In 1985, during a year abroad in Paris, Roden stumbled across the work of Arthur Dove, an early abstract painter who was richly inspired by music and sound. “It was the first time I could see abstraction in a way that I could get my hands around. Dove was someone I had never heard of. None of my teachers had ever heard of him. And so I thought, ‘oh, I’ve got something that’s my own.’” At the same time, having watched punk descend into fashion, Roden began relistening to Brian Eno’s Another Green World, a record he had received as a gift in grammar school. “That was the first music I heard that felt abstract. It was about sound; and it wasn’t about telling a story with words. Just the sounds on that record—especially the short instrumental pieces—they still put me in such a wonderful environment. I had never heard anything quite like it.” The abstractionist impulse gripped Roden; and his painting changed for good.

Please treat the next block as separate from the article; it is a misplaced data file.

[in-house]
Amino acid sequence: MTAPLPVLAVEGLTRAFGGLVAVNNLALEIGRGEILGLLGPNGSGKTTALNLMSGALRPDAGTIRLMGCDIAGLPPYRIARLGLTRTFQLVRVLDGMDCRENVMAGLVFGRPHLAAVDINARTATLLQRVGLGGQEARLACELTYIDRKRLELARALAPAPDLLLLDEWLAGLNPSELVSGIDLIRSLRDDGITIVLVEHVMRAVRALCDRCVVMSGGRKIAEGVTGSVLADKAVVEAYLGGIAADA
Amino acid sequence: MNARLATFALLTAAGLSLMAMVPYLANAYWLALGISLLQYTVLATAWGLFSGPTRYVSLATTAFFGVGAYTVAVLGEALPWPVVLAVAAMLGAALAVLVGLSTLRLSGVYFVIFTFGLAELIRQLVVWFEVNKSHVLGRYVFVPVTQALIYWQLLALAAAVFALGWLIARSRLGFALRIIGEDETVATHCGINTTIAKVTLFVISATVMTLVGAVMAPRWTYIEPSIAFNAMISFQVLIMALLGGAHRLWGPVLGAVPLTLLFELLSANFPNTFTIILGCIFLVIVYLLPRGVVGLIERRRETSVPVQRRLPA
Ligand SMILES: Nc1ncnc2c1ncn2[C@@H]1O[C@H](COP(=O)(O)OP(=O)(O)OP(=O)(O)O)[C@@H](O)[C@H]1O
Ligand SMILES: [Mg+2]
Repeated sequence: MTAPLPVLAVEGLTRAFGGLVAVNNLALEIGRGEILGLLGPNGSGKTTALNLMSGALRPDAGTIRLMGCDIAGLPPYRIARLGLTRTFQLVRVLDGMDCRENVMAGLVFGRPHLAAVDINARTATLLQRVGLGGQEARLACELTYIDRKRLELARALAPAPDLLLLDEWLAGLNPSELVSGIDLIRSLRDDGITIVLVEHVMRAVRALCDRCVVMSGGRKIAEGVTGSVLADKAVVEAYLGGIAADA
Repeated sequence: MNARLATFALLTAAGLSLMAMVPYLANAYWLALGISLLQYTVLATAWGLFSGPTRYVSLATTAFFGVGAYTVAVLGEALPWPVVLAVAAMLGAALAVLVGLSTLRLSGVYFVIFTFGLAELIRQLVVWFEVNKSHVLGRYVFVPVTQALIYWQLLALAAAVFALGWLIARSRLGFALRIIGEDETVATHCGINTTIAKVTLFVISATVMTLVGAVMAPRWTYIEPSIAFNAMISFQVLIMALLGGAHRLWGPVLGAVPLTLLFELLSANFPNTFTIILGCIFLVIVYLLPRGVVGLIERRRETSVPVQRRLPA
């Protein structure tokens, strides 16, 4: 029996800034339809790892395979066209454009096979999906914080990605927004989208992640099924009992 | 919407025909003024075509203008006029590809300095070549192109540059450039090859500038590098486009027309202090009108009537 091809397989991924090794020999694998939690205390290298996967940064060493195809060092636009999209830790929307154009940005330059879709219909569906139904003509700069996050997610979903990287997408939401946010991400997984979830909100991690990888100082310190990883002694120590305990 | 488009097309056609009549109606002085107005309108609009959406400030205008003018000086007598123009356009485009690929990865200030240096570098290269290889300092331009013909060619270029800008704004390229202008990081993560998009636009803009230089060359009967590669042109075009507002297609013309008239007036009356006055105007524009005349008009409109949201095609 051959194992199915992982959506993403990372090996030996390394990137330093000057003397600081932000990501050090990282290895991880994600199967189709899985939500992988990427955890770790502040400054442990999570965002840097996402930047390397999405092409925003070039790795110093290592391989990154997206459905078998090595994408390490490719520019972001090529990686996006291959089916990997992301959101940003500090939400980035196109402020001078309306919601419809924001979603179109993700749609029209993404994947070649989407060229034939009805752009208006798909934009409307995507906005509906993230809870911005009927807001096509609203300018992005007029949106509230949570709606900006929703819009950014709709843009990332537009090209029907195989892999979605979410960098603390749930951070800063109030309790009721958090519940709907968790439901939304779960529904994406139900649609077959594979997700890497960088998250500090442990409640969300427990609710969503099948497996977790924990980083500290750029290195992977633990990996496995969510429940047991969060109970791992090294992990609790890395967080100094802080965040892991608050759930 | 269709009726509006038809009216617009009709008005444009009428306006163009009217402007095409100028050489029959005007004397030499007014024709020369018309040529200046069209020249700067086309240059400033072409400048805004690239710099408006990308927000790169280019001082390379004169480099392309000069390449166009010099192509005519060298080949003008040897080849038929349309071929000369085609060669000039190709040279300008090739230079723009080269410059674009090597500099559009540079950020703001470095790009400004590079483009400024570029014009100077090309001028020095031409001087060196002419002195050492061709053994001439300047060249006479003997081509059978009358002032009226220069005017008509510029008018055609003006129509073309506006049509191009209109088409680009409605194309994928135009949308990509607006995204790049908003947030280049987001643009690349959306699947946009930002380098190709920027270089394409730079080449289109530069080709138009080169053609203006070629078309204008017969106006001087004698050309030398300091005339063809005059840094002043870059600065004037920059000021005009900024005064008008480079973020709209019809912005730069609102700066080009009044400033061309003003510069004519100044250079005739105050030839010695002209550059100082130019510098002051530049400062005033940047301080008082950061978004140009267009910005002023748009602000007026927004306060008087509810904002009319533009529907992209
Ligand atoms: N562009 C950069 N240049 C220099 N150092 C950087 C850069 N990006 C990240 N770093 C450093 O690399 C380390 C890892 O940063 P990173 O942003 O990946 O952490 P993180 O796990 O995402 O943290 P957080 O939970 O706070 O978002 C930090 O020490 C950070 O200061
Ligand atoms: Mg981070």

Roden continued to pursue painting at the prestigious Art Center School of Design in Pasadena, where he wrote a Masters thesis largely informed by the correspondence between Kandinsky and Schoenberg. “It’s perfect,” he reflects, “the master composer talking about how he wants to paint, and the master painter about how he wants to make music.” Roden himself had been privately experimenting with sound and music for years; but he continued to think of himself as exclusively a painter. It was a quotation from Art Brut gadfly Jean Dubuffet that pushed him over the edge. In the liner notes to his 1963 audio experiment Musical Experiences, Dubuffet celebrated the “incredible number of diverse effects can be obtained from the first instrument to come to hand” and the “advantage [. . .] afforded by the improvised use of an instrument whose proper handling is not known, with the unexpected discoveries that this can bring about.” Roden recalls: “It was exactly what I was after as a person trying to make music without any pretensions of being a musician. Then I started to discover some of the other connections to visual art, through Fluxus and some other things. At that point, the sound of the work didn’t really matter to me. It was just that it existed. There was a history. When I discovered some of the [musical] stuff Duchamp did, I just thought ‘oh great, now I have a place.’”